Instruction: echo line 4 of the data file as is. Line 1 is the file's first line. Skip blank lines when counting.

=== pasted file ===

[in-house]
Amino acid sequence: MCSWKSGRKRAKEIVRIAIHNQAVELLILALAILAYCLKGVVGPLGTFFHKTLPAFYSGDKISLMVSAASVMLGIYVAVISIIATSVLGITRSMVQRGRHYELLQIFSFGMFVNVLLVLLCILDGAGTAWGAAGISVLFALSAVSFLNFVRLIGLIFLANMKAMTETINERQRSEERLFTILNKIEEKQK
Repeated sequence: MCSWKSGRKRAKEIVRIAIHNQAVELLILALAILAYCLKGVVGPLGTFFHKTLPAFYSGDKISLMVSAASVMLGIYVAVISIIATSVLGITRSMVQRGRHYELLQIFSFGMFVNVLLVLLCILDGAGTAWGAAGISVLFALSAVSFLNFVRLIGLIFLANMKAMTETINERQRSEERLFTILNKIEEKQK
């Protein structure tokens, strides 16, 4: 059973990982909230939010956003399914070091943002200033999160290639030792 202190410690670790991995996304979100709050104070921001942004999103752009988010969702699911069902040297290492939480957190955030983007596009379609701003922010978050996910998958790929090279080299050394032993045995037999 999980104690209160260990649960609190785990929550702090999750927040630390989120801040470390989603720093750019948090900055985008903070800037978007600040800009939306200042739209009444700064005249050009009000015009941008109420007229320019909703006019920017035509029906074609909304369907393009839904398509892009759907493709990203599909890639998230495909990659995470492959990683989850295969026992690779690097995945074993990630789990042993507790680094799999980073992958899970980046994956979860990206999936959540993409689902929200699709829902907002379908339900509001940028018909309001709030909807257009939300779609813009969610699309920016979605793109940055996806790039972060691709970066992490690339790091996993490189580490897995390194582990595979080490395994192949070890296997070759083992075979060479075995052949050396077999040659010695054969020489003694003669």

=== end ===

């Protein structure tokens, strides 16, 4: 059973990982909230939010956003399914070091943002200033999160290639030792 202190410690670790991995996304979100709050104070921001942004999103752009988010969702699911069902040297290492939480957190955030983007596009379609701003922010978050996910998958790929090279080299050394032993045995037999 999980104690209160260990649960609190785990929550702090999750927040630390989120801040470390989603720093750019948090900055985008903070800037978007600040800009939306200042739209009444700064005249050009009000015009941008109420007229320019909703006019920017035509029906074609909304369907393009839904398509892009759907493709990203599909890639998230495909990659995470492959990683989850295969026992690779690097995945074993990630789990042993507790680094799999980073992958899970980046994956979860990206999936959540993409689902929200699709829902907002379908339900509001940028018909309001709030909807257009939300779609813009969610699309920016979605793109940055996806790039972060691709970066992490690339790091996993490189580490897995390194582990595979080490395994192949070890296997070759083992075979060479075995052949050396077999040659010695054969020489003694003669």